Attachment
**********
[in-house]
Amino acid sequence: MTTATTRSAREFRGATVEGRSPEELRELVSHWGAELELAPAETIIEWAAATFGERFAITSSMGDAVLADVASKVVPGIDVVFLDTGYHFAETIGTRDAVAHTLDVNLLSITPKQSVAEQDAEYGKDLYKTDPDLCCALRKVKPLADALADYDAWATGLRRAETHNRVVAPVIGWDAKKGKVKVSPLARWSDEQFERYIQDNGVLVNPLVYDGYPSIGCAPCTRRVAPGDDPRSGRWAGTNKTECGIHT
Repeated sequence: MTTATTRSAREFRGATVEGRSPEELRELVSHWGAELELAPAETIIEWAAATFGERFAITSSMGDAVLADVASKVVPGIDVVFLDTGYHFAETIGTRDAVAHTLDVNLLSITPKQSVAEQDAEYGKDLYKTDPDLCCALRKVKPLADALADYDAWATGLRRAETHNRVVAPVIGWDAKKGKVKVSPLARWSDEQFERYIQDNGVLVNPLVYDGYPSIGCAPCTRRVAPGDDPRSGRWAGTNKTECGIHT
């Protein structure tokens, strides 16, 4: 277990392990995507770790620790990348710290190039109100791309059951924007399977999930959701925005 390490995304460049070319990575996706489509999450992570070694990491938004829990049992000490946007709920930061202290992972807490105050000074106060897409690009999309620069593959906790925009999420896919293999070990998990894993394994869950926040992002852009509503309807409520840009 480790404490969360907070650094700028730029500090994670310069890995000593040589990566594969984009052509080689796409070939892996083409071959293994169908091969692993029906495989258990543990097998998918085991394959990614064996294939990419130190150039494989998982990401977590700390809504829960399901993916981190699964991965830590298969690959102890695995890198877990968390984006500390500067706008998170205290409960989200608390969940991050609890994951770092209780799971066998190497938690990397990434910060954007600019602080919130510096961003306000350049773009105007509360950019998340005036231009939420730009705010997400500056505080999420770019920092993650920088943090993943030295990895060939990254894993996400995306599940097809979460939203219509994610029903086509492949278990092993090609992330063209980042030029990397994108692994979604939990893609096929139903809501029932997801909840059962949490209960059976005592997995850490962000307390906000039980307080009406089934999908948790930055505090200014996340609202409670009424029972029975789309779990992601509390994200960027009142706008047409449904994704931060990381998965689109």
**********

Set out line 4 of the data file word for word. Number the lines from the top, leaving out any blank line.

């Protein structure tokens, strides 16, 4: 277990392990995507770790620790990348710290190039109100791309059951924007399977999930959701925005 390490995304460049070319990575996706489509999450992570070694990491938004829990049992000490946007709920930061202290992972807490105050000074106060897409690009999309620069593959906790925009999420896919293999070990998990894993394994869950926040992002852009509503309807409520840009 480790404490969360907070650094700028730029500090994670310069890995000593040589990566594969984009052509080689796409070939892996083409071959293994169908091969692993029906495989258990543990097998998918085991394959990614064996294939990419130190150039494989998982990401977590700390809504829960399901993916981190699964991965830590298969690959102890695995890198877990968390984006500390500067706008998170205290409960989200608390969940991050609890994951770092209780799971066998190497938690990397990434910060954007600019602080919130510096961003306000350049773009105007509360950019998340005036231009939420730009705010997400500056505080999420770019920092993650920088943090993943030295990895060939990254894993996400995306599940097809979460939203219509994610029903086509492949278990092993090609992330063209980042030029990397994108692994979604939990893609096929139903809501029932997801909840059962949490209960059976005592997995850490962000307390906000039980307080009406089934999908948790930055505090200014996340609202409670009424029972029975789309779990992601509390994200960027009142706008047409449904994704931060990381998965689109």